Feather Down Farm Days, a business member of New England Farmers Union, offers luxury cabin-style accommodations to farm visitors in Europe and the Midwestern U.S. and is now expanding operations into New England.
Feather Down farms generate “a substantial income to compliment their core farming activities through low-impact, sustainable, on-farm lodging,” according to Ethan Ash of Feather Down. The company is seeking partnerships with working farms within a three-hour drive of major metropolitan areas, which describes much of New England.
In addition to increasing the agricultural literacy of visitors to the farms, Feather Down Farm Days offers farmers a way to diversify their operations and income. Over 60 farms in Europe are participating in Feather Down Farm Days, and all report full occupancy from April through October, according to Ash. In Illinois, Kinnikinnick Farm has been operating for five years with Feather Down and sells out its five tents during the entire season. Feather Down’s expansion to New England points to a growing demand from customers looking for authentic agritourism opportunities, which is a win for the sustainability of family agriculture as a whole.
As part of the business model, Feather Down supplies their partner farms with tents, equipment, and furnishings, which are used seasonally from May to October each year. A fee is paid to the farmer per occupied tent per night and bookings are managed through Feather Down’s website. Feather Down also handles regional marketing and PR to create demand and fill the tents with guests. Farmers need to meet some qualifications for infrastructure, including a potable water source, and a level space for the tents. The farm would also provide a small scale “farm store” with provisions, such as farm produce, food, and firewood. Additional income can be earned through offering community meals, retail sales, bike rentals, and the sale of recreational or educational activities (horseback riding, cheese-making classes, fishing, etc.).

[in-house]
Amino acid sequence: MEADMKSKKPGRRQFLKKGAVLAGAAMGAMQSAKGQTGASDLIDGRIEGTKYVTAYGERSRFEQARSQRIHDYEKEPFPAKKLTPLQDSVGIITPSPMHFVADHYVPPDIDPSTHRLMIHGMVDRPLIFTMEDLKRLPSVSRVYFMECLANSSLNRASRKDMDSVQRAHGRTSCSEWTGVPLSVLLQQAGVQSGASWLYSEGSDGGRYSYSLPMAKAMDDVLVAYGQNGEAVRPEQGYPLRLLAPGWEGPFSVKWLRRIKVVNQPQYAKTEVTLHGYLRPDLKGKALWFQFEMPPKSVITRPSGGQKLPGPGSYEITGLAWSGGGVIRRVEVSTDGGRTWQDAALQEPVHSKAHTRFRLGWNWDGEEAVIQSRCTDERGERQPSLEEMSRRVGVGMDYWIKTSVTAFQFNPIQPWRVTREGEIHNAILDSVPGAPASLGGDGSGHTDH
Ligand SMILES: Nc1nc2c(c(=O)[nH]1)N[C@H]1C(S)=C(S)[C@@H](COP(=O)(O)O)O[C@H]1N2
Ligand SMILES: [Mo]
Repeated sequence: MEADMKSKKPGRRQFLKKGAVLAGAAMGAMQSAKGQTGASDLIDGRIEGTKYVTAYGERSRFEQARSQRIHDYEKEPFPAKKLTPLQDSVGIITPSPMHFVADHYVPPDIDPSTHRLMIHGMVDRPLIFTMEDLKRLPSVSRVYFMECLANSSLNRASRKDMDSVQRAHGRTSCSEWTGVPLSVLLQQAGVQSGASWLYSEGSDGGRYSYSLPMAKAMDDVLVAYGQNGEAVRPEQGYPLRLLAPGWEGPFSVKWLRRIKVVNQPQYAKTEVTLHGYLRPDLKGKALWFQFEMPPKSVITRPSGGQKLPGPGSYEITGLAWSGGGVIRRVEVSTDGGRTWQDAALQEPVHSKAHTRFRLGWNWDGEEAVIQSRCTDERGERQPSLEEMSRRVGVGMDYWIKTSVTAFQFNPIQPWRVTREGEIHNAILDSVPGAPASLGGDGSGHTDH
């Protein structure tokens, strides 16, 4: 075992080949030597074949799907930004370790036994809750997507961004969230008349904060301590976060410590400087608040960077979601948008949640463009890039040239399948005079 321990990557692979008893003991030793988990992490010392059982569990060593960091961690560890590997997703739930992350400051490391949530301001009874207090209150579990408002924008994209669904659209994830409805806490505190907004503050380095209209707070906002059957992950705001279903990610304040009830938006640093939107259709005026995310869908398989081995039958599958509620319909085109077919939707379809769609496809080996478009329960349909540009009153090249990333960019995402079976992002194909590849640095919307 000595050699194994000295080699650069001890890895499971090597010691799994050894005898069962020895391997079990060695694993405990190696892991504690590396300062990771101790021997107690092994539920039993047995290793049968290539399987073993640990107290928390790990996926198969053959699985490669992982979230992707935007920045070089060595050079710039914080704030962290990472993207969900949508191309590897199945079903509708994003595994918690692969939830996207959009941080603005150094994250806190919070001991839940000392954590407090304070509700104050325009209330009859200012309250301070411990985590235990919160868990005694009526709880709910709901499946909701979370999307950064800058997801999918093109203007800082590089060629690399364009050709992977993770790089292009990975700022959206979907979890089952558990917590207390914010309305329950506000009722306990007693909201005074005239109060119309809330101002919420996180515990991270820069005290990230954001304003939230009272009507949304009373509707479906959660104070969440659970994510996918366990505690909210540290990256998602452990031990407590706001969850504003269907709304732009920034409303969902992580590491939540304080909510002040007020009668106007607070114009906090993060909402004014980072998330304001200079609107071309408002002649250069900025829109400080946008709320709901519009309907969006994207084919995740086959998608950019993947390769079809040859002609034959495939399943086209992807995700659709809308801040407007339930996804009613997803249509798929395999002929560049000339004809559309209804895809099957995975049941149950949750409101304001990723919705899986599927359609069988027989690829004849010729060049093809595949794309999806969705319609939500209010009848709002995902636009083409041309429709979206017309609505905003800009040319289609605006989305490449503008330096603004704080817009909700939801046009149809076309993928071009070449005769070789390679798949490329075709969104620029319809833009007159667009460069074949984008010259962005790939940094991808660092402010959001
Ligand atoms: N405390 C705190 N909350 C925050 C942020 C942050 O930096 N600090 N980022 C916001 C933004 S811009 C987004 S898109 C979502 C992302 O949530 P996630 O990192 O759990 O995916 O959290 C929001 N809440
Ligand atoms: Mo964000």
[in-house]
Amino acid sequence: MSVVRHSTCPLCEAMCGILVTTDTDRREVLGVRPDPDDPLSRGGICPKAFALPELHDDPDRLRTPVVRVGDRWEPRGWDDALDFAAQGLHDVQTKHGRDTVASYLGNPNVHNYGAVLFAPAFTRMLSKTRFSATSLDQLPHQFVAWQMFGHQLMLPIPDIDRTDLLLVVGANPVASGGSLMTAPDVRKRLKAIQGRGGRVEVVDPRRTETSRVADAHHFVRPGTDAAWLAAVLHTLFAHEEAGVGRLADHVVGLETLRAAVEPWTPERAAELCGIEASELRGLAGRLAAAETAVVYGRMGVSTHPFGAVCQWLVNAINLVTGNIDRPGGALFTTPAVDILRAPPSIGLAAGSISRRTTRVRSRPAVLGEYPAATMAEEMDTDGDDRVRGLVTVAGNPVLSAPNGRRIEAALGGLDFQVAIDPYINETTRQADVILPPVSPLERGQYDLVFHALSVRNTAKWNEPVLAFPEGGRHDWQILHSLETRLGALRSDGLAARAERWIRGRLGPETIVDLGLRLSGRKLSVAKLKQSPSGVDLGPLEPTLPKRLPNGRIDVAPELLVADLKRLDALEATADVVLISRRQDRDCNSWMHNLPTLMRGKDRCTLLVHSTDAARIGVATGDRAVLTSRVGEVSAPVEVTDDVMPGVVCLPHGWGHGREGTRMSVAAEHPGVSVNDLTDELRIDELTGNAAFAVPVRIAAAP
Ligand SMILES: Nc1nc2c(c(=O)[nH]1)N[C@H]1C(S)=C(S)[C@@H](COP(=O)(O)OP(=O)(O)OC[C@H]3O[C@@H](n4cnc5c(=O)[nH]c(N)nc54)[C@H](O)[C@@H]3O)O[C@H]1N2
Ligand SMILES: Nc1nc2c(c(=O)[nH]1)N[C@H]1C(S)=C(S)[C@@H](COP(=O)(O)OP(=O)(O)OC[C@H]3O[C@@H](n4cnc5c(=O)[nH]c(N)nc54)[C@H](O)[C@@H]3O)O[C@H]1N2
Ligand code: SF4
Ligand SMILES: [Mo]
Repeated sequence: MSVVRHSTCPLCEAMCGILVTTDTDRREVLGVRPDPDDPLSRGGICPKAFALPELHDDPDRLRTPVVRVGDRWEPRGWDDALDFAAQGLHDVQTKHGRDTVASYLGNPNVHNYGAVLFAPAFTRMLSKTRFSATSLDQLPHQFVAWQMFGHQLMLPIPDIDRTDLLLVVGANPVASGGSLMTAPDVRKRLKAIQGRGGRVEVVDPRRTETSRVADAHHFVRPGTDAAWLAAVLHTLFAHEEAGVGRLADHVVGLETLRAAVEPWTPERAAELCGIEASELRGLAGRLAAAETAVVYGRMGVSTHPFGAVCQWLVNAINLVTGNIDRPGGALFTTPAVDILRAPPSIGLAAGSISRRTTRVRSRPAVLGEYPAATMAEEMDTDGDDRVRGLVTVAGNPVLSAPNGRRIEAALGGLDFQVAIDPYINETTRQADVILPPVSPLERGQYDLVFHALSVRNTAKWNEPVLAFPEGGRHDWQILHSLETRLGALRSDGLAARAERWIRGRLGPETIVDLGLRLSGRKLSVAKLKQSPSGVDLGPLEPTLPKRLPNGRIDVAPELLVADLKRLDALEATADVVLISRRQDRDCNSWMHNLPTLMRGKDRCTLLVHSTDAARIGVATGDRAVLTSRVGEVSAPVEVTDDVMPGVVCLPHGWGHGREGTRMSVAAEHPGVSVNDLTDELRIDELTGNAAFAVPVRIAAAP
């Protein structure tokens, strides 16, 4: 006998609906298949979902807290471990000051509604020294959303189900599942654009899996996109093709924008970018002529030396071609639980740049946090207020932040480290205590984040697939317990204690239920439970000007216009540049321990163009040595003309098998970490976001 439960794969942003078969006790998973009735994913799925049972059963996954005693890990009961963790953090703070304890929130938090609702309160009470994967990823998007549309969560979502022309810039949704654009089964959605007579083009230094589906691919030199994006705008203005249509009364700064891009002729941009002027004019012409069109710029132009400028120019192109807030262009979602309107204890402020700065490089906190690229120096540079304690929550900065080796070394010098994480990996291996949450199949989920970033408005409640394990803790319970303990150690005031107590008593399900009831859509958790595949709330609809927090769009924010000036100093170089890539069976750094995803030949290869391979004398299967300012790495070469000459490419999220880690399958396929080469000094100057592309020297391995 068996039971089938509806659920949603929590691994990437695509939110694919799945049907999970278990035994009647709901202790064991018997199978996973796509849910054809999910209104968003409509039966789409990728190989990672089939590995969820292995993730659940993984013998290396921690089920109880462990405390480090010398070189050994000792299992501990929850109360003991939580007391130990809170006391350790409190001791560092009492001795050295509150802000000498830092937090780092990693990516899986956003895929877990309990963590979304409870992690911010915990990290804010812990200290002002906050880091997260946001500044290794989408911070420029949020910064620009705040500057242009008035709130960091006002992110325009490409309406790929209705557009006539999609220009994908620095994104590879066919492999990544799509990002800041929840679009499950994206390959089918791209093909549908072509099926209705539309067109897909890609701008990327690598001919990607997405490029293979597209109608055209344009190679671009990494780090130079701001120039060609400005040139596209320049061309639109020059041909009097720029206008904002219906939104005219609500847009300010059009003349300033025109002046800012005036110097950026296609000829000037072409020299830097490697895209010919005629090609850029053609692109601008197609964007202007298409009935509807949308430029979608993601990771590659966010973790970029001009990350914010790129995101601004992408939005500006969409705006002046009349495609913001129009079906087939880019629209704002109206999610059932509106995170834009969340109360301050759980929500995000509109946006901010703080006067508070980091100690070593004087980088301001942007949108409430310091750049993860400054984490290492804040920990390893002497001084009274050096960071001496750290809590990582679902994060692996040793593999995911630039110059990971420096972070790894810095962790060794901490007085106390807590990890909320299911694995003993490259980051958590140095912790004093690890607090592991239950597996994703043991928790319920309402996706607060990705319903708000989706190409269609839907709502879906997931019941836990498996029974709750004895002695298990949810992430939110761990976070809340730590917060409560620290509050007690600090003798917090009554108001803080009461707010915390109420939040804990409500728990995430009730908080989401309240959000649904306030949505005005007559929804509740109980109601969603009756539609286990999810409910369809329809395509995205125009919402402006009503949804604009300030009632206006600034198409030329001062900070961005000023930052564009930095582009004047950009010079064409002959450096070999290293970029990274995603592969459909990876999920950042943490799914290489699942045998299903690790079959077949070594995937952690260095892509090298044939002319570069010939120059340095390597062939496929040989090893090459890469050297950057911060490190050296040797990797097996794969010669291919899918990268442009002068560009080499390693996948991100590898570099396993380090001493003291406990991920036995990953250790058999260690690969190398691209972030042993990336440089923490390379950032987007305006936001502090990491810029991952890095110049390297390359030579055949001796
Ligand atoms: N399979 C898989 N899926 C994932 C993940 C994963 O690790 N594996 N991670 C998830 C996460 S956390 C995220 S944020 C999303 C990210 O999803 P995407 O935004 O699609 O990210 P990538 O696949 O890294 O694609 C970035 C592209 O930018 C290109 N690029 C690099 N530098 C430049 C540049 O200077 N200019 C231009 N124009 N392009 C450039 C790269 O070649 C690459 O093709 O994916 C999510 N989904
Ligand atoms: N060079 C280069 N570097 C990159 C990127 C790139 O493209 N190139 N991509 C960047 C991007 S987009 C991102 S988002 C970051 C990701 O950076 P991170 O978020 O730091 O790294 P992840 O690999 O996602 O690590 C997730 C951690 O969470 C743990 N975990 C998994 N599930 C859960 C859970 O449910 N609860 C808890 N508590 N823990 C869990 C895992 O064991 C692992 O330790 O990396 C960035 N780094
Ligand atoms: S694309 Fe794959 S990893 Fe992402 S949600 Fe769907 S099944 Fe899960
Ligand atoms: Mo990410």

Ideal partner farmers have a genuine desire to share their knowledge of farming and the their land with Feather Down guests and are willing to offer a warm, hospitable welcome. Feather Down says farms with livestock are preferred, and farms must have sufficient field or meadow space for five to 10 tents with views of the countryside.
“We joined the Farmers Union because we believe the mission of Feather Down goes hand-in-hand with the advocacy and ideals of NEFU,” Ash said. “By allowing guests to book a stay on a Feather Down Farm, we are exposing parents and children from metropolitan areas to the source of their food and the need for protecting our agricultural structure. As those guests return home, they will have a deeper understanding about the values of agriculture and sustainability based on their experiences on the farm. We are excited to join the Farmers Union and play our part in supporting farmers, and the agriculture industry as a whole.”
If you are interested in becoming a Feather Down Farm, please send a brief description of your farm and interest to firstname.lastname@example.org. You can also call Ethan with questions at 802-392-3276